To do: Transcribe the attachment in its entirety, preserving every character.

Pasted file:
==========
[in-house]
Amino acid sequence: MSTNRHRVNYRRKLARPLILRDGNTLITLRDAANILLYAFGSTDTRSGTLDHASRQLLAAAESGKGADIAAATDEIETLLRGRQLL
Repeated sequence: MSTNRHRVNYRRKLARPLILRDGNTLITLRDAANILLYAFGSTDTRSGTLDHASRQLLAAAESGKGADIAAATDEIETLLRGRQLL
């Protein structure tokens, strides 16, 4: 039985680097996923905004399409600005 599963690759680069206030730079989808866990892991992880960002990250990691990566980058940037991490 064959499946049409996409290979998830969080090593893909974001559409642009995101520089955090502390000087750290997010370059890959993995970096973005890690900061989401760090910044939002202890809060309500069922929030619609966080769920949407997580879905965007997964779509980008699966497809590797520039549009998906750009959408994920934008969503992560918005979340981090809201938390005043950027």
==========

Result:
[in-house]
Amino acid sequence: MSTNRHRVNYRRKLARPLILRDGNTLITLRDAANILLYAFGSTDTRSGTLDHASRQLLAAAESGKGADIAAATDEIETLLRGRQLL
Repeated sequence: MSTNRHRVNYRRKLARPLILRDGNTLITLRDAANILLYAFGSTDTRSGTLDHASRQLLAAAESGKGADIAAATDEIETLLRGRQLL
């Protein structure tokens, strides 16, 4: 039985680097996923905004399409600005 599963690759680069206030730079989808866990892991992880960002990250990691990566980058940037991490 064959499946049409996409290979998830969080090593893909974001559409642009995101520089955090502390000087750290997010370059890959993995970096973005890690900061989401760090910044939002202890809060309500069922929030619609966080769920949407997580879905965007997964779509980008699966497809590797520039549009998906750009959408994920934008969503992560918005979340981090809201938390005043950027």